As an entertainment industry, the latter answer should be of the utmost concern to the game’s top figures.
Leicester’s late slumps continue
Brendan Rodgers’ plea for his players to “get up and fight again” for Brighton & Hove Albion’s visit seemed to be taken aboard as Leicester took the lead through Patson Daka early in Sunday’s second half. It was exactly what the Foxes deserved after creating the best chances of the opening stanza.
However, their midweek collapse to the Steven Bergwijn-inspired Tottenham Hotspur seemed to weigh heavily on Rodgers’ men as the second period wore on. Their play became desperate as their bodies tired – and only Manchester City have scored more goals in the final 10 minutes than Brighton this season.
An equalizer, and maybe even a winner for the Seagulls, seemed inevitable.
Kasper Schmeichel did well to keep out a Danny Welbeck header, but he couldn’t repeat the trick nine minutes later when the former Manchester United and Arsenal frontman nodded inside Schmeichel’s near post. Panic set in at that point for the Foxes, and they would’ve lost the game if it wasn’t for Youri Tielemans’ goal-line clearance and another great Schmeichel save.
A season like this wasn’t in the script for FA Cup holders Leicester. Riyad Mahrez, Harry Maguire, and Ben Chilwell left the club in turn over the previous three summers. But there were no such departures ahead of this campaign, and improving on back-to-back fifth-place finishes seemed a real possibility. They should’ve only gotten stronger.
Instead, Leicester are 10th – four points off ninth place but also only four points above 15th – and have logged two straight league wins just once back in October. Rodgers needs to find a way to refresh things at the King Power Stadium.
Arsenal’s scoring woes persist
Arsenal have a scoring problem.
The Gunners couldn’t muster a goal in Sunday’s draw with basement dwellers Burnley and have now found the net just once in their last five matches across all competitions. They’re getting goals from other sources – Emile Smith Rowe leads the north London outfit with eight league markers on the season – but the lack of a standout presence up front is hampering the club’s push to re-establish itself as a top-four threat.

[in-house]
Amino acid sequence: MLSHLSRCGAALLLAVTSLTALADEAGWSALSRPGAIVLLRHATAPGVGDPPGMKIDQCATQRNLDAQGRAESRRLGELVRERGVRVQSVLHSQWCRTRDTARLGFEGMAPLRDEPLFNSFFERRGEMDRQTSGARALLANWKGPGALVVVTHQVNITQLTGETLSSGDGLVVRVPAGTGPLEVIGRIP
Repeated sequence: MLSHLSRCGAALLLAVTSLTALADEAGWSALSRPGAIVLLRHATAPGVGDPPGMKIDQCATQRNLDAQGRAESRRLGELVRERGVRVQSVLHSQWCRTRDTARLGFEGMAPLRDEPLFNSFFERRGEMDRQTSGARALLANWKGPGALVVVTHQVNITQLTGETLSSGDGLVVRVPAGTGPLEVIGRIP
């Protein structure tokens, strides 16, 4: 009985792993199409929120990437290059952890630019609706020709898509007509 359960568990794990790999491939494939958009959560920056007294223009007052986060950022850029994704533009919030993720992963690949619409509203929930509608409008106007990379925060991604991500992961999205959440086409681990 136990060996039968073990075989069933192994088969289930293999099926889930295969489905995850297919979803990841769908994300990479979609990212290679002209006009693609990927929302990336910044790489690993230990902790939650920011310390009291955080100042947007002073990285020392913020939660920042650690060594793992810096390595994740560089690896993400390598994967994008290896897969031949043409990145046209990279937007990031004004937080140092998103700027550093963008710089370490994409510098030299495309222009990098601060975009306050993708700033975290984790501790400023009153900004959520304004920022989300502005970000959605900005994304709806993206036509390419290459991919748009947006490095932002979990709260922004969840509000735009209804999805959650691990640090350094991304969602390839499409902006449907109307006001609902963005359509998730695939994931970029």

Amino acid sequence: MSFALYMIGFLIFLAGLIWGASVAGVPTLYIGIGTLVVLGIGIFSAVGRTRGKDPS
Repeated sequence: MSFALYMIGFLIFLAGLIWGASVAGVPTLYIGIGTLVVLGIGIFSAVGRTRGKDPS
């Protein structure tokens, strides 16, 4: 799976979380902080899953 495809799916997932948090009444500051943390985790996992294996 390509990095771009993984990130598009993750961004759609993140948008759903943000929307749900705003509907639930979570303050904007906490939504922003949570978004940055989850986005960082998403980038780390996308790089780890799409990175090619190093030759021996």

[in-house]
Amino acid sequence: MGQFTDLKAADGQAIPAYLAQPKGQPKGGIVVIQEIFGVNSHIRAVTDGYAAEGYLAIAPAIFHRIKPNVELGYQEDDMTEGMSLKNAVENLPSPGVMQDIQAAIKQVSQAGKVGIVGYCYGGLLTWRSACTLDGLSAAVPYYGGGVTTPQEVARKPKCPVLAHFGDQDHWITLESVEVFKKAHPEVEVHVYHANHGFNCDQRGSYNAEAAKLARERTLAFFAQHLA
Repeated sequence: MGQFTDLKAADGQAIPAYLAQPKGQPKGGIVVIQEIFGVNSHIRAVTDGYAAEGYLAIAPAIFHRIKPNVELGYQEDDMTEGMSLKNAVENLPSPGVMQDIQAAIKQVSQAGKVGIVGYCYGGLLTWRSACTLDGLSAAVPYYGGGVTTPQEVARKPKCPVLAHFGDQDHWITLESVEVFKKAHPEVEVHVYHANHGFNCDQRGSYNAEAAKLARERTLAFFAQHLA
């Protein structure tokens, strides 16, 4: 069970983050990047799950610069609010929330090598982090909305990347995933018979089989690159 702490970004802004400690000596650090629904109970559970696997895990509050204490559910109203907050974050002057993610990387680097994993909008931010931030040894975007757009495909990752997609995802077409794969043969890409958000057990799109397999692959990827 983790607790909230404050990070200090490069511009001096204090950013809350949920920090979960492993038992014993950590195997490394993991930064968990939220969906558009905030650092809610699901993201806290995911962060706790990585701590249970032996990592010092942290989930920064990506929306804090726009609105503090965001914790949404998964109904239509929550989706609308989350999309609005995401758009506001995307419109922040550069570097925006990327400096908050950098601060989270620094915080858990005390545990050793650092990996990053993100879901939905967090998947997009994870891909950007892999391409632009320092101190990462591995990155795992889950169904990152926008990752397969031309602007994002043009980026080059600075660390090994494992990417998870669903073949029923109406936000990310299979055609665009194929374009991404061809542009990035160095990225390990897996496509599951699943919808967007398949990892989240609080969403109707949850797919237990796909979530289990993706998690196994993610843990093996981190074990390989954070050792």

Disciplinary issues have made former captain Pierre-Emerick Aubameyang an outcast, while Alexandre Lacazette has two goals in his last 17 games. This isn’t exactly Manchester City that we’re talking about here, with their abundance of attacking options everywhere on the pitch. It’s no wonder Arsenal are chasing Fiorentina striker Dusan Vlahovic this month.
The numbers from Sunday’s affair, per Opta, make for grim reading. Arsenal attempted 25 crosses against a Burnley team known for its size in defense, and only two of those open-play crosses found a teammate. Knotted at nil-nil and needing a goal, Mikel Arteta’s team managed only one shot in the last 20 minutes of the match. The Gunners have failed to score in four straight games for the first time since 2005, and, perhaps most damning of all, Arsenal finished the month of January with more red cards than goals.
Unless this drought ends, and quickly, Arsenal will be watching the Champions League on television for another year.
Chelsea superior to Tottenham in all facets
For the third time in just three weeks, Chelsea asserted their absolute authority over Tottenham, winning 2-0 on Sunday after shutting out Antonio Conte’s side 3-0 on aggregate in League Cup action. Up until the final 20 minutes, when the Blues were content to defend their lead, the hosts controlled more than 70% possession and allowed just two straightforward shots on target.
The gulf in class between these two sides is significant. It’s a credit to Conte that Sunday’s defeat was only Spurs’ first in the Premier League since the Italian manager replaced Nuno Espirito Santo in November.
This is a broken team. Conte has a surfeit of reliable players in his squad, particularly in midfield and on the flanks, where Tottenham so often cede control to their opponents. Conte has every reason to demand reinforcements, because even when his team wins, it does so in the scrappiest fashion possible.
Meanwhile, Chelsea can take comfort in a win that should buoy their spirits after going winless in four league matches. They’re now a point behind second-placed Liverpool, albeit with two more games played, and should kick on from here with nine of their remaining 14 fixtures against clubs in the bottom half of the table.